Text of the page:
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Altitude sickness drug may slow brain tumour growth: Study

Press Trust of India  |  Washington 

A drug used to treat altitude sickness, glaucoma, epilepsy, and may also help patients with a live longer, according to a study.

The drug, acetazolamide, sold under the trade name Diamox, is "cheap to make, easy to take and has limited side effects," said Bahktiar Yamini, a at in the US.

The most common side effect of Diamox is a when drinking something carbonated, according to the study published in the journal Science Translational

The most frequently used for is a drug called temozolomide (TMZ). However, not all patients respond to this drug. Median survival with this is about 14 months.

acts by damaging DNA in ways that can kill cells. But some cells are able to block or repair this type of DNA damage. This limits the drug's impact.

The researchers found that most patients with high levels of a protein called BCL-3 (3) were unresponsive to the beneficial effects of

BCL-3 cells from damage by activating a protective enzyme known as carbonic anhydrase II.

Acetazolamide, however, is a It can restore TMZ's ability to kill tumour cells. Adding acetazolamide to TMZ enabled mice with to survive longer.

"We tested this combination treatment strategy in several animal models," Yamini said.

It cured some of them. Others had a 30 to 40 per cent increase in survival time, researchers said.

When Yamini and colleagues looked at BCL-3 level from previous human studies, they found that patients with lower levels of BCL-3 who were treated with TMZ survived longer than patients who had high levels of this biomarker.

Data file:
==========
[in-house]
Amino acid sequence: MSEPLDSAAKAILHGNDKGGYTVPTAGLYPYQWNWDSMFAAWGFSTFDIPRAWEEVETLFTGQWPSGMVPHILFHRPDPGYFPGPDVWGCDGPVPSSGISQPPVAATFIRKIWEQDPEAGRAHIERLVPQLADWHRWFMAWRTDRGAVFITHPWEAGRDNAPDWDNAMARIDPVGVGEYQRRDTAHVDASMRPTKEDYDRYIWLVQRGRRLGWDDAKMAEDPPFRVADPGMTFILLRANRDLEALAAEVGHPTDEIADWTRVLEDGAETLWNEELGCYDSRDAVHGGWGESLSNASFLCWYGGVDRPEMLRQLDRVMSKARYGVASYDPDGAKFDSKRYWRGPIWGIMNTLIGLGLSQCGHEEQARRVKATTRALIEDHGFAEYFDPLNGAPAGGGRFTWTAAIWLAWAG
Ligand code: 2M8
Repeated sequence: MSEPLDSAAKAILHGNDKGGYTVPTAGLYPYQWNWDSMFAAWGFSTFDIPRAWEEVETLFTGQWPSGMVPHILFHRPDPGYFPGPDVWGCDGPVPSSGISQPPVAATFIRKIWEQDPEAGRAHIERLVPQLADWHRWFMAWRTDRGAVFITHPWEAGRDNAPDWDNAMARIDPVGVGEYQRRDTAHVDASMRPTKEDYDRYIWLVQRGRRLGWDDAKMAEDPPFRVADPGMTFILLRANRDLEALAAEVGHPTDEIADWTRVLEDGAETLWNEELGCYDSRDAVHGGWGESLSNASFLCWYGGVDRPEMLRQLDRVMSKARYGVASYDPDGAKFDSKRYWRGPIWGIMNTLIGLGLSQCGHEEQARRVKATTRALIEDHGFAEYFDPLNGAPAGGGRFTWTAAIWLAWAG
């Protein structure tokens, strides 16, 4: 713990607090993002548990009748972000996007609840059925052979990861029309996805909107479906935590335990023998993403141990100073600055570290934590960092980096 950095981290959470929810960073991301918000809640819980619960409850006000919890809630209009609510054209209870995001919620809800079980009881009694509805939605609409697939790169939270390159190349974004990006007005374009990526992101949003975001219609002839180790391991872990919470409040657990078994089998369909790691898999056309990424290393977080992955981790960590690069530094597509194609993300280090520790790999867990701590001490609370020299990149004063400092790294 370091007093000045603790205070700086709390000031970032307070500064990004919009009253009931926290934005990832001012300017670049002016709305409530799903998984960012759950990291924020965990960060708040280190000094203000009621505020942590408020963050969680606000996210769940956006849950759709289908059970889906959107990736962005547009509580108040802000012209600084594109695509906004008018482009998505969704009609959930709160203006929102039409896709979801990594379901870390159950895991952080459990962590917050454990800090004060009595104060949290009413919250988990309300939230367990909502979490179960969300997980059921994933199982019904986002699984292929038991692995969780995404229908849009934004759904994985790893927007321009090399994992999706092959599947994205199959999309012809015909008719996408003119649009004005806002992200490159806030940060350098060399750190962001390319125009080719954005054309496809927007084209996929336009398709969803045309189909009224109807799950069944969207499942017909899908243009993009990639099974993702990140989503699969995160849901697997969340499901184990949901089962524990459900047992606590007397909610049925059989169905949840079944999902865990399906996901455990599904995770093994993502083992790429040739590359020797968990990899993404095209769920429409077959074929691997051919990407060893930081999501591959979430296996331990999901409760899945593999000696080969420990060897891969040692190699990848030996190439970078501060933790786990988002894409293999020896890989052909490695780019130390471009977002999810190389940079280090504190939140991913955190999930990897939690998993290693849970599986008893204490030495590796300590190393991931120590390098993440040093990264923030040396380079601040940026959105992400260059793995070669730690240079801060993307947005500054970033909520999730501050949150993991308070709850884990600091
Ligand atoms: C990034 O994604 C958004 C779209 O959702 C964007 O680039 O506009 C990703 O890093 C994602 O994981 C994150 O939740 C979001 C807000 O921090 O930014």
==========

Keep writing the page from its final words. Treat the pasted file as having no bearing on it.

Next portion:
"An important feature of predictors like BCL-3 is that they are informative. They can identify pathways to improve treatment response," the researchers said.

By examining those pathways, the researchers identified carbonic anhydrase inhibitors, such as acetazolamide, as a way to reduce resistance to temozolomide.

"Our data," they note, demonstrate that it is the "induction of CAII by TMZ that is important in modulating response to therapy."

Validating the use of BCL-3 to predict which patients will benefit from the use of temozolomide will require verification in a prospective randomised clinical trial, the researchers note.

They also suggest that repurposing acetazolamide along with temozolamide might be particularly effective in a subgroup of appropriate patients with that have high BCL-3 expression.

(This story has not been edited by Business Standard staff and is auto-generated from a syndicated feed.)

First Published: Tue, July 10 2018. 16:35 IST
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